Sunday, October 4, 2015

Albrecht Durer, a native of Germany, lived from 1471-1528, at the height of the Northern Renaissance. He was both a painter and a draughtsman, but his graphic work have received much more attention than his paintings in the centuries since his death, and he is best known for his engravings. Giorgio Vasari credited Durer with possessing the gifts he associated with the Tuscan tradition of painting, an extremely high compliment given that Durer was not Italian. In fact, Vasari's compliments towards Durer closely echo those he gave to Italian greats Michelangelo and Raphael. 

Durer took an interest in drawing early in his childhood. Many of his childhood drawings are in museums today, including one of particular interest: a self-portrait now in Vienna that was done in 1484, when Durer was 13. Though imperfect, it shows knowledge of drawing technique and a talent for portraiture. 
Self-Portrait, 1484

That same year, Durer's father took him as an apprentice is his goldsmith shop, which further educated him on modeling and design techniques. Durer later told his father that his true interest laid in painting, and he was tranferred to a three-year apprenticeship with a local religious painter named Michael Wohlgemuth. Durer likely learned the basics of wood engraving in Wohlgemuth's studio as well. Other major influencers on Durer's work include German artist Martin Schongauer and Italian artist Mantegna.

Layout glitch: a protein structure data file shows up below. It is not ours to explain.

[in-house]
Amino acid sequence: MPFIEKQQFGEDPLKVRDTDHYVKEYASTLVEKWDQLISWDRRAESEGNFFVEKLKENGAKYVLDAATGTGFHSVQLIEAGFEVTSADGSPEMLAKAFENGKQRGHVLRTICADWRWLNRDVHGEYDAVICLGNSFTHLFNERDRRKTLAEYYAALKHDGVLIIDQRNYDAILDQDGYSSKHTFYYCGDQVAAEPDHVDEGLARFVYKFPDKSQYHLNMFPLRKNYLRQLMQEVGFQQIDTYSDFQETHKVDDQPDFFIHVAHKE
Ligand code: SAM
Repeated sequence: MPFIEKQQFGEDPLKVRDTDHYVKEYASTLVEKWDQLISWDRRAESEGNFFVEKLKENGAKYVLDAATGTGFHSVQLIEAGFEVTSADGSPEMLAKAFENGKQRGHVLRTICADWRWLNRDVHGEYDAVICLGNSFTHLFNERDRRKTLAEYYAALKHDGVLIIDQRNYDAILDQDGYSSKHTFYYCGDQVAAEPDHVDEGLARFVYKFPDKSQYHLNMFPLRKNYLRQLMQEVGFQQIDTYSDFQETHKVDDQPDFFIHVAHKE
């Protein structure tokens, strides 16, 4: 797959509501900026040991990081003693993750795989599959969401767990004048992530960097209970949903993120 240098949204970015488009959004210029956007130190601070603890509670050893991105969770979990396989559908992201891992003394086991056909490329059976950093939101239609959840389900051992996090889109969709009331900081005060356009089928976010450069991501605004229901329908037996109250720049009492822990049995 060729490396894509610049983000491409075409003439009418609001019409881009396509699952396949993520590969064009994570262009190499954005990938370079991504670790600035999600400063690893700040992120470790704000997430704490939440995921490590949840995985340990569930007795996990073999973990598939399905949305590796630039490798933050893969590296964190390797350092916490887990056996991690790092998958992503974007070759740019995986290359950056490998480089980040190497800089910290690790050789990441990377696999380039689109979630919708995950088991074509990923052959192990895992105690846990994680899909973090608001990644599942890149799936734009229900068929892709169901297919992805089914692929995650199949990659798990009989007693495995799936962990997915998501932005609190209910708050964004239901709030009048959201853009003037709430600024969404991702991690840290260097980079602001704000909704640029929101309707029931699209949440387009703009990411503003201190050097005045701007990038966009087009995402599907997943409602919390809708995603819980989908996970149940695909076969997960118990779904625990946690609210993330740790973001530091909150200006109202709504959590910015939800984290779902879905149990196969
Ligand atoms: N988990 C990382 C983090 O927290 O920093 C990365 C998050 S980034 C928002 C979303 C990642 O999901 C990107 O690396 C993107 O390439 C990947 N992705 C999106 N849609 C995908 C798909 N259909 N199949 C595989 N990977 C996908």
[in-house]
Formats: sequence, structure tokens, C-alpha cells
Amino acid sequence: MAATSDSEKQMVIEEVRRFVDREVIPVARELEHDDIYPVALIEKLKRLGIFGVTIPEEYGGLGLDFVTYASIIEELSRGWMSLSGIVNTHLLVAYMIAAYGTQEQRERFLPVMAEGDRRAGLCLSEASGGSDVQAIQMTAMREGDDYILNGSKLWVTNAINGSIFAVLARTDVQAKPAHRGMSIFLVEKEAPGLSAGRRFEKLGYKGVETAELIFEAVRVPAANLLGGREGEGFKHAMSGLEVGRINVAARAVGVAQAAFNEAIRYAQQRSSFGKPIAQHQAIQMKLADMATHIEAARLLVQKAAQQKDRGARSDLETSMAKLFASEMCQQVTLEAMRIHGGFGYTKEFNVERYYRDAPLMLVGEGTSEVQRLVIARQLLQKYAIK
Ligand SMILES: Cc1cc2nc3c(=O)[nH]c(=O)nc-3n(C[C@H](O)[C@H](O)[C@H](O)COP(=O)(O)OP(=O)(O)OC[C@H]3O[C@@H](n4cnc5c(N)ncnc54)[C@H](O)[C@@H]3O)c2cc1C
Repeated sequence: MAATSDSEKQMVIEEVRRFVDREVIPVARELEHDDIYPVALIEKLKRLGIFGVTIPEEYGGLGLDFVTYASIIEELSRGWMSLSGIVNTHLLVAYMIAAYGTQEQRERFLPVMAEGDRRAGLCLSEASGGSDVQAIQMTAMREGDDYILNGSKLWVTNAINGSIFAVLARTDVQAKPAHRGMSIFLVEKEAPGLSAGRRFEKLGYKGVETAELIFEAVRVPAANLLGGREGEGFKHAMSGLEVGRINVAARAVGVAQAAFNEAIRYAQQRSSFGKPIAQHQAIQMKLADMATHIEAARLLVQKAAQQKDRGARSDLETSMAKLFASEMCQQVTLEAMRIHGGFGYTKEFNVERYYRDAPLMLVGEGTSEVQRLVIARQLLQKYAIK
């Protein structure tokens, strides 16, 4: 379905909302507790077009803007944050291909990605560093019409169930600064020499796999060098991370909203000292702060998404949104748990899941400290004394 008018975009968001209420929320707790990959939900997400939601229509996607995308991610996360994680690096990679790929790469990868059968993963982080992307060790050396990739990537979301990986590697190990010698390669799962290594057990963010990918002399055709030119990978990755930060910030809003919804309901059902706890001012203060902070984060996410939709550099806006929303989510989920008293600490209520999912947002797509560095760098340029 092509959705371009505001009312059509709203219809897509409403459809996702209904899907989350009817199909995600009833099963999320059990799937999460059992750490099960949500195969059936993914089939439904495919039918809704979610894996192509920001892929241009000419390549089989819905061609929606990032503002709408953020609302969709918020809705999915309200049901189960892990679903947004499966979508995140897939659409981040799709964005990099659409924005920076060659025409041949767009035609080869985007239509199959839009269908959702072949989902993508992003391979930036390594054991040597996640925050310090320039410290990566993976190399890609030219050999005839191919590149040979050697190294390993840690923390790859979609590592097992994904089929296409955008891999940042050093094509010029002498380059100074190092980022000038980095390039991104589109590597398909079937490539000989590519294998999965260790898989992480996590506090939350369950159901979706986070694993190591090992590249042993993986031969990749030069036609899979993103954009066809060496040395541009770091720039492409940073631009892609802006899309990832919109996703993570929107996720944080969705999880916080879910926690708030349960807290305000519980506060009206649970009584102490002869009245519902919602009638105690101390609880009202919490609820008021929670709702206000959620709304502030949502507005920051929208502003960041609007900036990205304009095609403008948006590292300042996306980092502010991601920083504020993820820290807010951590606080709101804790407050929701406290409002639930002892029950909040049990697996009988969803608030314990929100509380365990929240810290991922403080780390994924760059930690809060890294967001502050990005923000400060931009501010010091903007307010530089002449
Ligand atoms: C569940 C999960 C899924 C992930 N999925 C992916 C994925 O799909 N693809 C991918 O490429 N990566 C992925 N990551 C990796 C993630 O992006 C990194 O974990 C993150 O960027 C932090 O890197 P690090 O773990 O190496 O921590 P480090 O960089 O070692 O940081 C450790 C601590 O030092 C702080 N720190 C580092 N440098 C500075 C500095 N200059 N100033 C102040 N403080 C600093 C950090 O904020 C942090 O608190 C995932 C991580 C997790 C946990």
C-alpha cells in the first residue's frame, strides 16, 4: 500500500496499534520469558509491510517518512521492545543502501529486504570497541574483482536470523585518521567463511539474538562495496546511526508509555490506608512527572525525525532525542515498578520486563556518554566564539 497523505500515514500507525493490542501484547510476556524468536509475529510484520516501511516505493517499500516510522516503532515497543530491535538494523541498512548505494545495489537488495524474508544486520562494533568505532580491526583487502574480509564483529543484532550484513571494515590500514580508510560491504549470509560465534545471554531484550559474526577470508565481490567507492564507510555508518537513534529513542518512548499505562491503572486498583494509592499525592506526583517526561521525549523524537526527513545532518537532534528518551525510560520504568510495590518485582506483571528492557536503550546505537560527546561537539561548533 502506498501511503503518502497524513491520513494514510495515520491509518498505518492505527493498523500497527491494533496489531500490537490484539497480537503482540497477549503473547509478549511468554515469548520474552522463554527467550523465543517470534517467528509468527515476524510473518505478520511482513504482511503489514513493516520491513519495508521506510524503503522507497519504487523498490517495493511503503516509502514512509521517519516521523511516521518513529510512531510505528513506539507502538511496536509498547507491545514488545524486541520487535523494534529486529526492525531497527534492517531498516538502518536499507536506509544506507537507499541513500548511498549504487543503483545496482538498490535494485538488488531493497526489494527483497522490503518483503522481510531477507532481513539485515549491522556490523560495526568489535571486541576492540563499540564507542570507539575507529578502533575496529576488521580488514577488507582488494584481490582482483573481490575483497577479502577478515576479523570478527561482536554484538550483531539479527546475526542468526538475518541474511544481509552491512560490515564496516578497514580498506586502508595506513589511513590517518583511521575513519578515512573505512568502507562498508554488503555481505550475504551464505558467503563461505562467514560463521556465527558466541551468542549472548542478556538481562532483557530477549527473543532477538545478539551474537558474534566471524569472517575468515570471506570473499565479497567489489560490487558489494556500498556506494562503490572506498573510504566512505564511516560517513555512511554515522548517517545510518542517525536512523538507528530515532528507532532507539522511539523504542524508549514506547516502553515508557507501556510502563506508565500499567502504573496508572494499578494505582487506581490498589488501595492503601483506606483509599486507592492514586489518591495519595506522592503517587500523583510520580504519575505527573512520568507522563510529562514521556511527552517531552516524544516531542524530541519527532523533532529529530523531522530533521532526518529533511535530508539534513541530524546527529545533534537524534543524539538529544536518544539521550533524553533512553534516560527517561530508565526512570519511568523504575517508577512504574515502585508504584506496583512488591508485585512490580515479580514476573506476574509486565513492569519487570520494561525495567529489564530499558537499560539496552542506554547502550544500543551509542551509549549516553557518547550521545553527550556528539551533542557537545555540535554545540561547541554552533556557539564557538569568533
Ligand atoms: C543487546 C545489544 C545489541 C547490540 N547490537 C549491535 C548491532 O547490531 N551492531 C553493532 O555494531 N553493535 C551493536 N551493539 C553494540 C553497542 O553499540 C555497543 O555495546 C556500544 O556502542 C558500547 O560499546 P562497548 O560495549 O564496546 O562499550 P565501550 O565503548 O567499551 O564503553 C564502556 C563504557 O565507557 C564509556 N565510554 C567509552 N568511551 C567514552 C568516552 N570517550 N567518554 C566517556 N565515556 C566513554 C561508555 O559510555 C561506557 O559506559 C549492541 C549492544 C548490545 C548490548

From 1505-1507, Durer worked and studied in Venice. While there, he picked up the practice of utilizing preparatory drawings in lieu of pure underdrawings in preparation for his paintings, which he first practiced with his painting the Feast of the Rose Garlands. Durer's portraits of Emperor Maximilian I are particularly interesting because Durer first painted the Emperor not from life, but from a single preparatory cartoon, ultimately producing a drawing, a woodcut, and two paintings. 

Portrait of Maximilian I, 1518

In his drawing Head of a Woman, Durer returns to the Venetian technique again, using a gray base with black and white highlights added on, demonstrating the importance of that trip on the entirety of his career.  

Head of an Angel, 1520

Durer's last work was a drawing of Christ on the Cross, though the face was left incomplete due to his passing. Durer died in April 1528 after a brief illness. 

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